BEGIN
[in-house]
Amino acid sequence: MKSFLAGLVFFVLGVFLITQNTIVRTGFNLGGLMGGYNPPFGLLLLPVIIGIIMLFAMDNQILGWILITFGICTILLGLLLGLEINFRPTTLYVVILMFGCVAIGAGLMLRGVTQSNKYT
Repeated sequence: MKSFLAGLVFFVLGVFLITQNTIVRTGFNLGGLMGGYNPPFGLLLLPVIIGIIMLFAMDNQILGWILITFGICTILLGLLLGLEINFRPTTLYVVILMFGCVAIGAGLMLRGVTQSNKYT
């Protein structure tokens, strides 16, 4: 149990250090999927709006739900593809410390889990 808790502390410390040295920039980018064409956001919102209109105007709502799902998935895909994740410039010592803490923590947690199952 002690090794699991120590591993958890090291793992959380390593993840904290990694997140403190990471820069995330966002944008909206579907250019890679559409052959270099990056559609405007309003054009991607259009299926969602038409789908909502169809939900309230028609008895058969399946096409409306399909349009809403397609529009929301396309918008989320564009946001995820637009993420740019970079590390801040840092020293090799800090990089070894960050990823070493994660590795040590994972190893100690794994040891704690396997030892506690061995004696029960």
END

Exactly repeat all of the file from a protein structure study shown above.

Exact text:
[in-house]
Amino acid sequence: MKSFLAGLVFFVLGVFLITQNTIVRTGFNLGGLMGGYNPPFGLLLLPVIIGIIMLFAMDNQILGWILITFGICTILLGLLLGLEINFRPTTLYVVILMFGCVAIGAGLMLRGVTQSNKYT
Repeated sequence: MKSFLAGLVFFVLGVFLITQNTIVRTGFNLGGLMGGYNPPFGLLLLPVIIGIIMLFAMDNQILGWILITFGICTILLGLLLGLEINFRPTTLYVVILMFGCVAIGAGLMLRGVTQSNKYT
């Protein structure tokens, strides 16, 4: 149990250090999927709006739900593809410390889990 808790502390410390040295920039980018064409956001919102209109105007709502799902998935895909994740410039010592803490923590947690199952 002690090794699991120590591993958890090291793992959380390593993840904290990694997140403190990471820069995330966002944008909206579907250019890679559409052959270099990056559609405007309003054009991607259009299926969602038409789908909502169809939900309230028609008895058969399946096409409306399909349009809403397609529009929301396309918008989320564009946001995820637009993420740019970079590390801040840092020293090799800090990089070894960050990823070493994660590795040590994972190893100690794994040891704690396997030892506690061995004696029960």